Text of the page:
Where could you work?
Jobs in investment management can be found at investment management firms, such as M&G Investments and Fidelity International, insurance companies, such as Allianz and AXA, and large banks, such as Barclays and HSBC. There are several aspects to investment management – including managing and investing funds, researching companies, and maintaining and developing IT systems to support clients and staff – so an investment management business will comprise multiple divisions in which different individuals with different skills will work.
There are two main sides to banking: retail and investment. There are also smaller areas such as corporate. Some banks specialise in just one of these areas while others cover more than one. Retail banking provides a range of financial products to individual customers, such as mortgages, personal loans, credit cards, debit cards and savings accounts. Businesses, such as newsagents, will also require direct access to similar products and services; this is known as corporate (or commercial) banking. Investment banking involves advising cash/asset-rich individuals and institutions on raising money for business ventures and business strategy, such as mergers (two companies merging to create a new company) and acquisitions (one company buying another). Investment banks also use their own and their clients’ cash in trade deals to make money.
Where could you work?
Retail bankers work in the many branches that are dotted on high streets and in town centres across the UK. They can also be found at banks’ national call centres and in their in-store branches launched in conjunction with established shops, such as Marks & Spencer. Retail banks have several different areas you could work in, including customer service, sales, marketing and IT. Roles in investment banking exist in investment banks, such as Goldman Sachs and J.P. Morgan, and the investment banking arms of banks that also have a retail wing, namely Barclays and HSBC. Investment banks also have several parts, so employment opportunities will span different divisions.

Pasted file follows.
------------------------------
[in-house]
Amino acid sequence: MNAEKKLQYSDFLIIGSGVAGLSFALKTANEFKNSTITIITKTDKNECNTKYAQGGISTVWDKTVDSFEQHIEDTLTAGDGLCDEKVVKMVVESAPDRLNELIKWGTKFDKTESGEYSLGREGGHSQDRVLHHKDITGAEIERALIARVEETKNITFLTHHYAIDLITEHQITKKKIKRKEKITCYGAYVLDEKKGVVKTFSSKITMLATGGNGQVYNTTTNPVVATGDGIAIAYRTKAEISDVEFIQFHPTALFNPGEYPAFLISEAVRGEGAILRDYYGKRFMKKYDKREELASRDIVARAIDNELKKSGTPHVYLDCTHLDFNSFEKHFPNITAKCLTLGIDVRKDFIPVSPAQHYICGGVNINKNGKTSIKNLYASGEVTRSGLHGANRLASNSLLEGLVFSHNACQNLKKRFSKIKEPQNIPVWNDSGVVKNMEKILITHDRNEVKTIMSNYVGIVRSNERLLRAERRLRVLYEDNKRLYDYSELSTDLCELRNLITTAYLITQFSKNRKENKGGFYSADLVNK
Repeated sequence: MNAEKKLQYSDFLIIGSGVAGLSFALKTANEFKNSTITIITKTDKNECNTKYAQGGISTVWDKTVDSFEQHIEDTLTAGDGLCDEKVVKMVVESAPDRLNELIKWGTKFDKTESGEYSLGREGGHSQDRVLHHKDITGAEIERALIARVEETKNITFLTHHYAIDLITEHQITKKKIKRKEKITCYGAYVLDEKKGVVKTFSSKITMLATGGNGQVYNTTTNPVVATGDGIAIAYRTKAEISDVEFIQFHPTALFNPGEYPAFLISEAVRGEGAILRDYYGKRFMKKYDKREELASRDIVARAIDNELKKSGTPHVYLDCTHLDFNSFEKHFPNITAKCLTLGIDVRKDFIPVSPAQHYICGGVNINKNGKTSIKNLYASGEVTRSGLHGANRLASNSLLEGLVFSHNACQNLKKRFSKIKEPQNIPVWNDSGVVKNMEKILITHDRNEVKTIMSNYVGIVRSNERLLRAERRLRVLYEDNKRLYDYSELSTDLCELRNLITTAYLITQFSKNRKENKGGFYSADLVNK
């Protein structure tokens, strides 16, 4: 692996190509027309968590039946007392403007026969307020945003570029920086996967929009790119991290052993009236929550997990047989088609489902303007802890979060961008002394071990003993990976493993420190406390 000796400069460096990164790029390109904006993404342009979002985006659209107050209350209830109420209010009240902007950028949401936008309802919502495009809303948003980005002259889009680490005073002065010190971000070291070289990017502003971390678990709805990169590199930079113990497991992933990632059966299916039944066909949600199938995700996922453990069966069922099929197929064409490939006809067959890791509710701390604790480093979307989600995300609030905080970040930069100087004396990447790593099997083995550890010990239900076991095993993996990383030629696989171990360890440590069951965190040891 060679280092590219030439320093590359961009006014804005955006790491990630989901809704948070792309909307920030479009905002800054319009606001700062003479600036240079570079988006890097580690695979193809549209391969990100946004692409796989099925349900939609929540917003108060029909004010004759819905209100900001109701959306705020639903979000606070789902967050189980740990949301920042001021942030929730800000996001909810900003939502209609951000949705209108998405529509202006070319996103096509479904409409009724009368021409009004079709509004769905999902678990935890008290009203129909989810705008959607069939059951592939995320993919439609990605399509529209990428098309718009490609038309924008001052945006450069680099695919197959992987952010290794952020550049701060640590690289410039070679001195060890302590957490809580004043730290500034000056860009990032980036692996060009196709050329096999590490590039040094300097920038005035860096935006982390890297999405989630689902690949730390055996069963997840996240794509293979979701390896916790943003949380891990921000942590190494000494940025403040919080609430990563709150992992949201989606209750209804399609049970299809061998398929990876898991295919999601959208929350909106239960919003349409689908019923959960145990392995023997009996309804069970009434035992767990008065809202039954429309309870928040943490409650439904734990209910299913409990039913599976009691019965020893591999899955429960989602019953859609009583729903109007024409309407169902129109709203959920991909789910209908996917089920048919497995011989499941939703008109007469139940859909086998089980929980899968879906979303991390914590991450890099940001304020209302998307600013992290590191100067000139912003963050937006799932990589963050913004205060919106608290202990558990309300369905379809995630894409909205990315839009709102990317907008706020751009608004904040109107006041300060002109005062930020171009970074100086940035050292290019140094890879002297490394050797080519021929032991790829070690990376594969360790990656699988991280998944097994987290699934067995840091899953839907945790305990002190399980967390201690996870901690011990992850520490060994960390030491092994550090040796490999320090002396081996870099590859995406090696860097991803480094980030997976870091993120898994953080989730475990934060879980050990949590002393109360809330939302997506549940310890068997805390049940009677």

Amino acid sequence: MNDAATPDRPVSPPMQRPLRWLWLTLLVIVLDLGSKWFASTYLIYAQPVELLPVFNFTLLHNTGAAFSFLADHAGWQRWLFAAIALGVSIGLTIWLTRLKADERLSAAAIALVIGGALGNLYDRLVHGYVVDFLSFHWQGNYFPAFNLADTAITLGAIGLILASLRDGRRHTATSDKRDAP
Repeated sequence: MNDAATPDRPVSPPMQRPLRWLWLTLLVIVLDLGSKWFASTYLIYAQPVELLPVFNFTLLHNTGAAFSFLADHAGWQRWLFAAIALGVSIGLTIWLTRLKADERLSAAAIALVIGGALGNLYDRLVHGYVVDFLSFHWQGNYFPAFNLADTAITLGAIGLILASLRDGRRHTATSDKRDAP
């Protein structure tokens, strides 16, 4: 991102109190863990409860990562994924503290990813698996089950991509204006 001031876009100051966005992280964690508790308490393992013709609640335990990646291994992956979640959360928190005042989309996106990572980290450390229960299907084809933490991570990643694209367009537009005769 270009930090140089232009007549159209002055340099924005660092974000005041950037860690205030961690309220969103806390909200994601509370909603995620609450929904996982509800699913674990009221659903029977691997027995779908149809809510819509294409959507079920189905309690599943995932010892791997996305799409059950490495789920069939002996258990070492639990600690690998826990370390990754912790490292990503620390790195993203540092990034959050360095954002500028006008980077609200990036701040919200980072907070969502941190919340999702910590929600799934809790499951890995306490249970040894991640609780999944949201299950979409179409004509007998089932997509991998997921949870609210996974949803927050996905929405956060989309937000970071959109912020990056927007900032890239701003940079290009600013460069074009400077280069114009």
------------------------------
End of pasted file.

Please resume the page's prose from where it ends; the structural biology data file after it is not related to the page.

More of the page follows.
What is insurance?
There are two main functions within insurance: underwriting and investment. Underwriting involves measuring clients’ exposure to the risk that they want to be insured against (eg if they want house insurance, that would be the likelihood of their home being broken into or flooded) and deciding how much money to charge to insure (or underwrite) that risk. The investment side sees the money that insurance companies have left over, following payouts to clients, invested to grow the pool of cash. Types of insurance vary; there’s general, life, health and commercial, for instance, and clients include individuals and organisations – both big and small.
In addition to underwriting and investment, roles in insurance span other areas, including compliance (understanding and complying with rules) and marketing (developing and issuing information). Actuarial science – using maths, statistics, and knowledge of business and economics to assess the probability of something bad happening – is closely connected to insurance. It is sometimes a function within insurance companies or it can be carried out by specialist actuarial firms whose customers include insurance companies.
Where could you work?
There are five major types of employer within the insurance industry: insurance companies; retail banks and certain retailers, such as supermarkets; insurance brokers; the Lloyd’s of London insurance market where brokers meet underwriters; and specialist consultancies that provide expert advice in a particular area. Businesses will specialise in all or a combination of the areas mentioned.